But if CVS is able to forge some big, important, lucrative deals with hospital chains and healthcare professional chains, so they could be doing more of these minute clinics and more of the monitoring blood pressure, monitoring -- doing blood work and all that kind of stuff inside of their stores, that is a huge growth market. Wellness is a huge growth market in this country.
And, look, when we look at the number of people who smoke right now, for example, it's about 19 percent. One-in-five Americans is a smoker. In 1965, that number was much, much bigger. It was 42 percent.
So this is actually a shrinking market in this country. Tobacco users is a shrinking market. A growing market, wellness, people who are monitoring their condition as they get older, a very big, vast group of baby boomers, overall.
Now, we asked R.J. Reynolds what they think -- R.J. Tobacco what they think about this. And basically they said, look, we've had a nice working relationship, a long-term working relationship with CVS. We value that, but we respect their commercial decision.
This is a commercial decision. It is something that's being hailed and lauded by health care experts, of course, and the former-smoker-in- chief, the president of the United States, but indeed, this is something that's about its brand and what the growth markets are for CVS.
In terms of other companies following suit, we know that Rite-Aid and Walgreens are evaluating their product mixes, but have made no commitment to this.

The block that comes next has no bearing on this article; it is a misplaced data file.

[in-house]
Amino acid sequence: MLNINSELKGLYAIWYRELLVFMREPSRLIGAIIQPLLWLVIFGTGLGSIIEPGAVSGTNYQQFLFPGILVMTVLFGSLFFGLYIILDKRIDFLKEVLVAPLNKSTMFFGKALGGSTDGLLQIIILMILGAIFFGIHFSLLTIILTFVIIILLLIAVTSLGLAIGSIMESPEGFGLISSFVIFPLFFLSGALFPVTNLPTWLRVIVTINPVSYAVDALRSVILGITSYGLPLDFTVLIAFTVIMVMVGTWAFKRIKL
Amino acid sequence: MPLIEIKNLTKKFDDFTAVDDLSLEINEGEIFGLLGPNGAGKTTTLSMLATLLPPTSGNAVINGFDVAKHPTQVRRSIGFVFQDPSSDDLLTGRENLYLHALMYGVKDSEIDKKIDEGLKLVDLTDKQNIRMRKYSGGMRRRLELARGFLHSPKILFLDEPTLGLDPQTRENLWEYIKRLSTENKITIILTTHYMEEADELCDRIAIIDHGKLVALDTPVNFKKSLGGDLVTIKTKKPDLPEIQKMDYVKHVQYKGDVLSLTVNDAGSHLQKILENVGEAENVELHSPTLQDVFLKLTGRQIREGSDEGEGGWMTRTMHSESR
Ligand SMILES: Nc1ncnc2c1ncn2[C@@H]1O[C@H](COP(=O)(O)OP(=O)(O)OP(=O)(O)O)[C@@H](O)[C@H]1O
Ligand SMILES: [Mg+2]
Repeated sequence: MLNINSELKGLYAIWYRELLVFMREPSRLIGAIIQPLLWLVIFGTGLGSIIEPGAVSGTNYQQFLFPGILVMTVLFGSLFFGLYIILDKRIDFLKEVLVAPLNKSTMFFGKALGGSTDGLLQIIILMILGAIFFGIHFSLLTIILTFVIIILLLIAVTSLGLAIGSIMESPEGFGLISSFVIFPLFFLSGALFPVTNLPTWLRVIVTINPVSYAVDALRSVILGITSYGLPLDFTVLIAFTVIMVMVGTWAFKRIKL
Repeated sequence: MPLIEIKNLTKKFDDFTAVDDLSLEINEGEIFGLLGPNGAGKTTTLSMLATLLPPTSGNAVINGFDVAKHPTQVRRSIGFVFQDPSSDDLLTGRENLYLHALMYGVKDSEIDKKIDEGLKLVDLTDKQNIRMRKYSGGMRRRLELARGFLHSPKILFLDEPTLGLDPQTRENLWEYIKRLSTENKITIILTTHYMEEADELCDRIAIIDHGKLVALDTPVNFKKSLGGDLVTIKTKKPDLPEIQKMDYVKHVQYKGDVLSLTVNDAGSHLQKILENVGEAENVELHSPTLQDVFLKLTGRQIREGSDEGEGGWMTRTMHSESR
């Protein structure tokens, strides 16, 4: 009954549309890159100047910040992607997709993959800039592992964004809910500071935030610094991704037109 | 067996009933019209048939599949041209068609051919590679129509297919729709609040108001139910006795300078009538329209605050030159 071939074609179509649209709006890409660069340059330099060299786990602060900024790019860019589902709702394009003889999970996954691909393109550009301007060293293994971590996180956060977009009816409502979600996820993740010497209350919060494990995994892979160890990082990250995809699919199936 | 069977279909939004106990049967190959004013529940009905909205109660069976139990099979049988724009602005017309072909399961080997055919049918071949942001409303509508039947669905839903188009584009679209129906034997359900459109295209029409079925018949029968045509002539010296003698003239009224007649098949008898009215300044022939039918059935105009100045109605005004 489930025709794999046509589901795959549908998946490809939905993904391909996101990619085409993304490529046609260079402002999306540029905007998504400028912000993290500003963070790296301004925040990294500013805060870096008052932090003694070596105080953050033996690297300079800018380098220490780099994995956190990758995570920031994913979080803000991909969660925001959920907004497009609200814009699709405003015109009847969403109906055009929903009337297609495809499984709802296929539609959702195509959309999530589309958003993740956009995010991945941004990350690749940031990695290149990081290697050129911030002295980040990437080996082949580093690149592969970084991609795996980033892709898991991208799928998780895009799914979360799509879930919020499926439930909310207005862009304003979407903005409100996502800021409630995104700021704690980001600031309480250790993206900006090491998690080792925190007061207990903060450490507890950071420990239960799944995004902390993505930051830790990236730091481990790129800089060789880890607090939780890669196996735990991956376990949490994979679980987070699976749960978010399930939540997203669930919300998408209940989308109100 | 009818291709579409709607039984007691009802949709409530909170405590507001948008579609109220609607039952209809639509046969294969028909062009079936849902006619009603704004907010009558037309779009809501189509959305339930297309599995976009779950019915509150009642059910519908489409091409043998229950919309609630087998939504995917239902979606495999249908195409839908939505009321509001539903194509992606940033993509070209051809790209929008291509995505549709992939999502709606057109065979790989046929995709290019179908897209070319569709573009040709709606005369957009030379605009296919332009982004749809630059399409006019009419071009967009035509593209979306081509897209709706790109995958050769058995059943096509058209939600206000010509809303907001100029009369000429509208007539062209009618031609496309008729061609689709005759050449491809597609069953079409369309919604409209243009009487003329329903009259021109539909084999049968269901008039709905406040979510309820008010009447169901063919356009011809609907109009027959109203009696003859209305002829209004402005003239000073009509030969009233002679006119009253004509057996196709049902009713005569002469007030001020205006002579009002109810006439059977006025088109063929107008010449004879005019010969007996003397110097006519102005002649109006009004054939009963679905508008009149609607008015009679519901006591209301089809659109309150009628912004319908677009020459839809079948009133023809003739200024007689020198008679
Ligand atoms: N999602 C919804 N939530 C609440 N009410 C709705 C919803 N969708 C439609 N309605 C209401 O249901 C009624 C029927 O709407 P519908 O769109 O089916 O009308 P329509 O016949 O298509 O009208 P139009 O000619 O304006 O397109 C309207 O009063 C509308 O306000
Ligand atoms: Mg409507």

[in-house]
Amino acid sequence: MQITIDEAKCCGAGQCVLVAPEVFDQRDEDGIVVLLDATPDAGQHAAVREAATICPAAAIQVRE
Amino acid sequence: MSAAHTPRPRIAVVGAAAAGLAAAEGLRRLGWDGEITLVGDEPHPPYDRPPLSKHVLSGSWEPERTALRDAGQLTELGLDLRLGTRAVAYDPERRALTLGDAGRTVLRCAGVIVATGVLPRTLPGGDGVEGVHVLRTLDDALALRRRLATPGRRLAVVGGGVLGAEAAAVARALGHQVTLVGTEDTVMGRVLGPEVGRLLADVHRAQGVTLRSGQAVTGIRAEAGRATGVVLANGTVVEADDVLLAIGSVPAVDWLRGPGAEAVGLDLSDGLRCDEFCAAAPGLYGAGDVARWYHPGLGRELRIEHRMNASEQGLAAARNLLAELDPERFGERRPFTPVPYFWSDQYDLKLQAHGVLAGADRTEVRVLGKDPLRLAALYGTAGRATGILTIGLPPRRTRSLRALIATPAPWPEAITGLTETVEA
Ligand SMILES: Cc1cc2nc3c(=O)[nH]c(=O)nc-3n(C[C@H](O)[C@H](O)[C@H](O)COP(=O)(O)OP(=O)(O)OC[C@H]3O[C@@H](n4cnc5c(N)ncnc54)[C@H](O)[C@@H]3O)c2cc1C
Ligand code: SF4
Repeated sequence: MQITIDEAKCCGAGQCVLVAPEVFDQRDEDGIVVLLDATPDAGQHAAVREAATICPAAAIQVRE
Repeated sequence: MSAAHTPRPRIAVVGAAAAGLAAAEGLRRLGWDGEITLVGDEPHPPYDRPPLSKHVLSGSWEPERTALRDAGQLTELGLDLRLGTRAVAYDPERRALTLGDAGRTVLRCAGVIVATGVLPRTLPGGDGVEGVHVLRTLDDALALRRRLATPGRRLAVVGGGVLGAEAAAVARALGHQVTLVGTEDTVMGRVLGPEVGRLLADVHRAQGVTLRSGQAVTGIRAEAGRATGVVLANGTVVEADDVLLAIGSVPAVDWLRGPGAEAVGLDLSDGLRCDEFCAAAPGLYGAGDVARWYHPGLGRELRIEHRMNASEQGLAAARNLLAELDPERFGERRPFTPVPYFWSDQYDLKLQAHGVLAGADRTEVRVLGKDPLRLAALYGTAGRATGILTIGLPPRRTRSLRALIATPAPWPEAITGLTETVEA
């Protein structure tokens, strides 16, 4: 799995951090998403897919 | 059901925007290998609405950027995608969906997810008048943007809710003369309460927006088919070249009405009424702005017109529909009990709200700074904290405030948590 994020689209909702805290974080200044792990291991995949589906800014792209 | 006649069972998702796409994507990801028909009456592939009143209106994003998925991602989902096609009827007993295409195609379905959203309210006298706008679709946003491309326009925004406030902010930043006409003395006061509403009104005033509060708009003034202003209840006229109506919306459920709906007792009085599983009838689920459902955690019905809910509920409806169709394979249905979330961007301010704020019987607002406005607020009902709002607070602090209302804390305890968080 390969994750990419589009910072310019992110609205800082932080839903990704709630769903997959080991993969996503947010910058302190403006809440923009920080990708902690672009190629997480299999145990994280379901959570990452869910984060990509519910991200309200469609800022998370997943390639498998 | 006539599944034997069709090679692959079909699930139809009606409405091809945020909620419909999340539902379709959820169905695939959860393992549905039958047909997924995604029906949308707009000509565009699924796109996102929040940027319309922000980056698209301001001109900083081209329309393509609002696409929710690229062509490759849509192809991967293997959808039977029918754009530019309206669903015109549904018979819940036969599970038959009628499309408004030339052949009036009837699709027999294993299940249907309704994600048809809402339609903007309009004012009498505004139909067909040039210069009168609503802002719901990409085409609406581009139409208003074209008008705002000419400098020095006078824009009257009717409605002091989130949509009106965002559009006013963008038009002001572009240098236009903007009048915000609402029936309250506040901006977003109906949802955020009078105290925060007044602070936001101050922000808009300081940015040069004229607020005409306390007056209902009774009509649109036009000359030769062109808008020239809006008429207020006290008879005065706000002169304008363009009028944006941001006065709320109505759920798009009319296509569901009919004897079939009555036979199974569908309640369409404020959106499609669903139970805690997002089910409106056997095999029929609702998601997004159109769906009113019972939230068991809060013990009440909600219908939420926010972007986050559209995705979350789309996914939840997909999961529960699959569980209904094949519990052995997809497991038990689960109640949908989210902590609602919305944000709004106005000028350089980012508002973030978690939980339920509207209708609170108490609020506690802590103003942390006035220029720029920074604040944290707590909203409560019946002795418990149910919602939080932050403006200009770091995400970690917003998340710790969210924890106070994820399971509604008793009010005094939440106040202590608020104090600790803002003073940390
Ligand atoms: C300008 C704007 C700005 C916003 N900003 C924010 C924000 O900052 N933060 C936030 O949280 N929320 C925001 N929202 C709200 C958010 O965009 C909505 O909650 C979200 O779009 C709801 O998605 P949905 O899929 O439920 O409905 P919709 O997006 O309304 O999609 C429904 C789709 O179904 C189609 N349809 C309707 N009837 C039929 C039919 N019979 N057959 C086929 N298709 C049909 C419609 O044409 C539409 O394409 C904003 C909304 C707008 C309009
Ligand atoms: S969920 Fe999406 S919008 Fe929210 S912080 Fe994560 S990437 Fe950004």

We also know that Wall Street analysts will be wondering if some of the dollar stores and some of those sorts of chains will see their sales actually increase, gas stations and the like, because they will be the place to go instead of this drug store to buy cigarettes and tobacco products, Ashleigh.
BANFIELD: Be interesting to see what happens around the world, too, because when Mayor Bloomberg stopped smoking here, all of the sudden, people are doing that all over the globe, as well.
Christine Romans, live for us in New York -
ROMANS: You're welcome.
BANFIELD: -- thank you for that.
ROMANS: A couple of other really big headlines that we've got on the docket, today, today Texas is set to execute a woman, a woman who led a group that kidnapped, tortured and murdered a mentally disabled man in 1998.
She is 59-year-old Suzanne Basso, and she is scheduled to die by lethal injection tonight.
She would be the 14th woman executed in the United States and the fifth in Texas since the Supreme Court allowed capital punishment to resume back in 1976.